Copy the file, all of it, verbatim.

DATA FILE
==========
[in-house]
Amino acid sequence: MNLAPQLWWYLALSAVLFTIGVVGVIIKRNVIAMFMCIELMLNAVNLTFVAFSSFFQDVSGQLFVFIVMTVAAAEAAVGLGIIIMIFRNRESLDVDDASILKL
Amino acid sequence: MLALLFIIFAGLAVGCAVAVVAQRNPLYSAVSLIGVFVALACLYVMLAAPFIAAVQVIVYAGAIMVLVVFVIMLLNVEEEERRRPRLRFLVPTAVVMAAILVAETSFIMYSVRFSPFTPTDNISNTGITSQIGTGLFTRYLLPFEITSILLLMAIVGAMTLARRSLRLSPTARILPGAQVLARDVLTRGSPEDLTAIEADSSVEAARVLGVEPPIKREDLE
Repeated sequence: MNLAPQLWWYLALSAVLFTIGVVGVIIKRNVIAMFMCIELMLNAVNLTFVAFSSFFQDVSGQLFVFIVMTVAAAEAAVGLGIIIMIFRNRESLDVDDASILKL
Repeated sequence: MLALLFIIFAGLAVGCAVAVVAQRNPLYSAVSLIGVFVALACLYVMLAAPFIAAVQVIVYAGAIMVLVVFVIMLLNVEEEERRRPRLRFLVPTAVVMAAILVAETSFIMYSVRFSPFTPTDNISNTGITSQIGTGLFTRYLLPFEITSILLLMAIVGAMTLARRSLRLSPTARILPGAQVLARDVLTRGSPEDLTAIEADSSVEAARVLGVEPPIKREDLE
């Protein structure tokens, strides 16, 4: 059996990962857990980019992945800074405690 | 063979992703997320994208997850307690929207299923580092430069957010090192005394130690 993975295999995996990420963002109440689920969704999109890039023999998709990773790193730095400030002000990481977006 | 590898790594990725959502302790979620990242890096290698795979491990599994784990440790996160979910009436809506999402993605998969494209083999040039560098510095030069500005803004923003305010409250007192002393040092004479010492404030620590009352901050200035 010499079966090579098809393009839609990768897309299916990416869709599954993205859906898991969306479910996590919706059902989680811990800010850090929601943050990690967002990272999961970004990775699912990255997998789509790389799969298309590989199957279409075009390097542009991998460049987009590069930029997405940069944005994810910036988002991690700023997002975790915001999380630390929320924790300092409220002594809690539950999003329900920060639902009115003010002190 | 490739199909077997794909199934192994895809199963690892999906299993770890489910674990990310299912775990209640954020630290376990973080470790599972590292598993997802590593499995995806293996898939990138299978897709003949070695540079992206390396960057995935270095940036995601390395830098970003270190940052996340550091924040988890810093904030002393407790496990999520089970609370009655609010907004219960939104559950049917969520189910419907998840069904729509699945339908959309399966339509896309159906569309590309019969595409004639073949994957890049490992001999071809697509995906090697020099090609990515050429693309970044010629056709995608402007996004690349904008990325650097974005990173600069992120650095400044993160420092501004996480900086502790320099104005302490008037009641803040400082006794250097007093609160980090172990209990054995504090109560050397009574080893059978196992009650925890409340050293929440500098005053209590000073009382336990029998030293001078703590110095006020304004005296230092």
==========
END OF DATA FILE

[in-house]
Amino acid sequence: MNLAPQLWWYLALSAVLFTIGVVGVIIKRNVIAMFMCIELMLNAVNLTFVAFSSFFQDVSGQLFVFIVMTVAAAEAAVGLGIIIMIFRNRESLDVDDASILKL
Amino acid sequence: MLALLFIIFAGLAVGCAVAVVAQRNPLYSAVSLIGVFVALACLYVMLAAPFIAAVQVIVYAGAIMVLVVFVIMLLNVEEEERRRPRLRFLVPTAVVMAAILVAETSFIMYSVRFSPFTPTDNISNTGITSQIGTGLFTRYLLPFEITSILLLMAIVGAMTLARRSLRLSPTARILPGAQVLARDVLTRGSPEDLTAIEADSSVEAARVLGVEPPIKREDLE
Repeated sequence: MNLAPQLWWYLALSAVLFTIGVVGVIIKRNVIAMFMCIELMLNAVNLTFVAFSSFFQDVSGQLFVFIVMTVAAAEAAVGLGIIIMIFRNRESLDVDDASILKL
Repeated sequence: MLALLFIIFAGLAVGCAVAVVAQRNPLYSAVSLIGVFVALACLYVMLAAPFIAAVQVIVYAGAIMVLVVFVIMLLNVEEEERRRPRLRFLVPTAVVMAAILVAETSFIMYSVRFSPFTPTDNISNTGITSQIGTGLFTRYLLPFEITSILLLMAIVGAMTLARRSLRLSPTARILPGAQVLARDVLTRGSPEDLTAIEADSSVEAARVLGVEPPIKREDLE
């Protein structure tokens, strides 16, 4: 059996990962857990980019992945800074405690 | 063979992703997320994208997850307690929207299923580092430069957010090192005394130690 993975295999995996990420963002109440689920969704999109890039023999998709990773790193730095400030002000990481977006 | 590898790594990725959502302790979620990242890096290698795979491990599994784990440790996160979910009436809506999402993605998969494209083999040039560098510095030069500005803004923003305010409250007192002393040092004479010492404030620590009352901050200035 010499079966090579098809393009839609990768897309299916990416869709599954993205859906898991969306479910996590919706059902989680811990800010850090929601943050990690967002990272999961970004990775699912990255997998789509790389799969298309590989199957279409075009390097542009991998460049987009590069930029997405940069944005994810910036988002991690700023997002975790915001999380630390929320924790300092409220002594809690539950999003329900920060639902009115003010002190 | 490739199909077997794909199934192994895809199963690892999906299993770890489910674990990310299912775990209640954020630290376990973080470790599972590292598993997802590593499995995806293996898939990138299978897709003949070695540079992206390396960057995935270095940036995601390395830098970003270190940052996340550091924040988890810093904030002393407790496990999520089970609370009655609010907004219960939104559950049917969520189910419907998840069904729509699945339908959309399966339509896309159906569309590309019969595409004639073949994957890049490992001999071809697509995906090697020099090609990515050429693309970044010629056709995608402007996004690349904008990325650097974005990173600069992120650095400044993160420092501004996480900086502790320099104005302490008037009641803040400082006794250097007093609160980090172990209990054995504090109560050397009574080893059978196992009650925890409340050293929440500098005053209590000073009382336990029998030293001078703590110095006020304004005296230092």